30 October 2005


It's a bird! It's a plane! No...it's Superfreshman!

The title for this post might also be called "When is a sophomore not a sophomore?" More districts in Washington state are catching on to the idea that in order to receive class standing in high school, a student should have a particular number of credits. Seattle is the largest to jump on board. The impact of "reclassifying" students based on credits should have a very interesting impact on WASL scores because it means that those students least likely to pass won't take the test this year. (You can read more about this idea in a recent Seattle Times article.)

Like you, I've read lots of articles on whether or not kids should be promoted to the next grade level based on their performance (or lack thereof). Most of these seem to look at this practice at the elementary grade levels. (Mr. McNamar over at The Daily Grind was thinking about these ideas a little while ago. I recommend a look at his post.) Does having a structure around promotion at high school also increase the dropout rate?

We have this system at my school---and have for some time now. Originally, the idea was not to make WASL scores better. This was before NCLB and other expectations. We wanted to provide a motivation for students to focus on learning. If you think you're a junior, but your picture is in the "sophomore" section of the yearbook, perhaps you'll make more of an effort to get your credits up. If you want all the privileges of being a senior---picking up your schedule first, getting a locker, going to events, voting for Homecoming court, etc.---then you must have the requisite number of credits. It doesn't matter how many years you've been in school.

Has the program worked as intended? I don't know that we ever really collected any hard data on this. There have been plenty of anecdotal pieces over the years. I can think of several kids I've had who've gone to summer school so that they could do senior things or talked about how they are trying to make up credits before the yearbook goes to print so that they're in the "right" section. It might be a negative variety of motivation, but it did have an impact. One of which was to our vocabulary as any second year student automatically gets "Super" attached to the beginning of their title. :)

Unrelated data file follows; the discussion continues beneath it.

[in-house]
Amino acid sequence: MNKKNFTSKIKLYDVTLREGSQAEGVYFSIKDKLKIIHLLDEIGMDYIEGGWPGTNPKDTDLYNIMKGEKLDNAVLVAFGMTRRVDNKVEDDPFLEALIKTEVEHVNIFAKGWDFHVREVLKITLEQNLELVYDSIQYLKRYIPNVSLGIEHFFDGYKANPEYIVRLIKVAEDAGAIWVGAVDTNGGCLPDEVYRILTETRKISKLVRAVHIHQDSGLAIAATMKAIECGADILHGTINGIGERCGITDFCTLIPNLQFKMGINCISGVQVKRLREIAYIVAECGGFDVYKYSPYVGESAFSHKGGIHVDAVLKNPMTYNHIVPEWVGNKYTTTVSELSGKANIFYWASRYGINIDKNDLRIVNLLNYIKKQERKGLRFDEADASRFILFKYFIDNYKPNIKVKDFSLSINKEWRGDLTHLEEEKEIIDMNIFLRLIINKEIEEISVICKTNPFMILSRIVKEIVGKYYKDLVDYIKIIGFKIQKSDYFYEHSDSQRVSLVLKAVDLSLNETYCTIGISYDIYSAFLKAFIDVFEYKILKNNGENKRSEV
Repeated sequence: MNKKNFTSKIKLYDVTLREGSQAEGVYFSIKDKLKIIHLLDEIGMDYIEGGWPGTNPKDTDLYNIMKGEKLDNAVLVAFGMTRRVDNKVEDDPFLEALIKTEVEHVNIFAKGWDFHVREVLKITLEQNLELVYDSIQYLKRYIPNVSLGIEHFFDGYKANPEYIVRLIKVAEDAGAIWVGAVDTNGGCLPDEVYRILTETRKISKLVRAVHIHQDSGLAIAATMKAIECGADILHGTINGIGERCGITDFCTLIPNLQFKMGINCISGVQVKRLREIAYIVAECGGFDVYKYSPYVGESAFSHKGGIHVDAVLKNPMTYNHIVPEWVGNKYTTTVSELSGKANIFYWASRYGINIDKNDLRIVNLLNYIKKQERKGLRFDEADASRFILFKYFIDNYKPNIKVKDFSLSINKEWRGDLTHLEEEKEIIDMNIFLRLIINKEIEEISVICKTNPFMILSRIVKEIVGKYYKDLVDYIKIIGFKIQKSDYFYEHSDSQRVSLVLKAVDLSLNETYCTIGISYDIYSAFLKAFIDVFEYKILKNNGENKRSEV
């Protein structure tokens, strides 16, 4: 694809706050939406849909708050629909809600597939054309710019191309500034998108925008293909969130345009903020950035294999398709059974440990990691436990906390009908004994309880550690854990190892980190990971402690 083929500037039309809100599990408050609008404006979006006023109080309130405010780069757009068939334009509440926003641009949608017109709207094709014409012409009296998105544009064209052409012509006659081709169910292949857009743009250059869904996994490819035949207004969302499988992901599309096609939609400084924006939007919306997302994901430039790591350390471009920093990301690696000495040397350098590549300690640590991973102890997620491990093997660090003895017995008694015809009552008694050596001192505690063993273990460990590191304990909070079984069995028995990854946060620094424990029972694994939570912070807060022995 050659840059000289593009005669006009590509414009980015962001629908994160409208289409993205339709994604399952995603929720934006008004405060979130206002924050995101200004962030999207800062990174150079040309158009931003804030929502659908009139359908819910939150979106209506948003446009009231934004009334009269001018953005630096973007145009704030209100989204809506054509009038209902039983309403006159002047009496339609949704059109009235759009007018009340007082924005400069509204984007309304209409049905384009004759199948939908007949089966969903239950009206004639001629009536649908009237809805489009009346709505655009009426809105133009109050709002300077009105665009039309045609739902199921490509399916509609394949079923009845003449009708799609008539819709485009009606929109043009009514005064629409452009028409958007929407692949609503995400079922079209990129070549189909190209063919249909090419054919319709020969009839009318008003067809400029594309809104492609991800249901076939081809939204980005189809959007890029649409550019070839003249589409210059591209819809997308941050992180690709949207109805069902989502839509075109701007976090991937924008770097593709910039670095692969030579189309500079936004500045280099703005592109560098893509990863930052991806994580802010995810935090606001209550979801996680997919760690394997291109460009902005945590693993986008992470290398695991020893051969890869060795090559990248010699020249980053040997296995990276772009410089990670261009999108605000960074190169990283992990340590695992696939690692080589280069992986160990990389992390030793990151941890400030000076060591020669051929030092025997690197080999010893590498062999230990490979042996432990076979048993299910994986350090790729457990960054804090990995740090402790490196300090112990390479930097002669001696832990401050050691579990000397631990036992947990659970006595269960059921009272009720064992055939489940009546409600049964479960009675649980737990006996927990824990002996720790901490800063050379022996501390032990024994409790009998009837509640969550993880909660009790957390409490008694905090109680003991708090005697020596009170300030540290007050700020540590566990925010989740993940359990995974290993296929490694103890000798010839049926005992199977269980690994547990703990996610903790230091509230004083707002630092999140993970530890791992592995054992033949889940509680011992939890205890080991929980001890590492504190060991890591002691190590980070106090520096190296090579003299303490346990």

Mind you, all of this was in the days before the new graduation requirments---when credits were enough to get a diploma. Kids now have to pass the WASL, complete a senior project, and file a "Year Plus" plan for what they will do following high school. Reclassifying students will now also serve schools and likely boost their WASL scores. If you're Seattle and the lowest 25% of kids won't be taking the tests this spring, you stand a chance of looking pretty darned good.

Which kids are in that lowest 25%? Boys? Minorities? SPED? ELL? Probably---but I don't know that anyone has thought of looking at that. Will being superfreshmen make them more ready for the WASL next year? Unlikely, unless schools plan some targeted instruction for those kiddos. I know mine hasn't.

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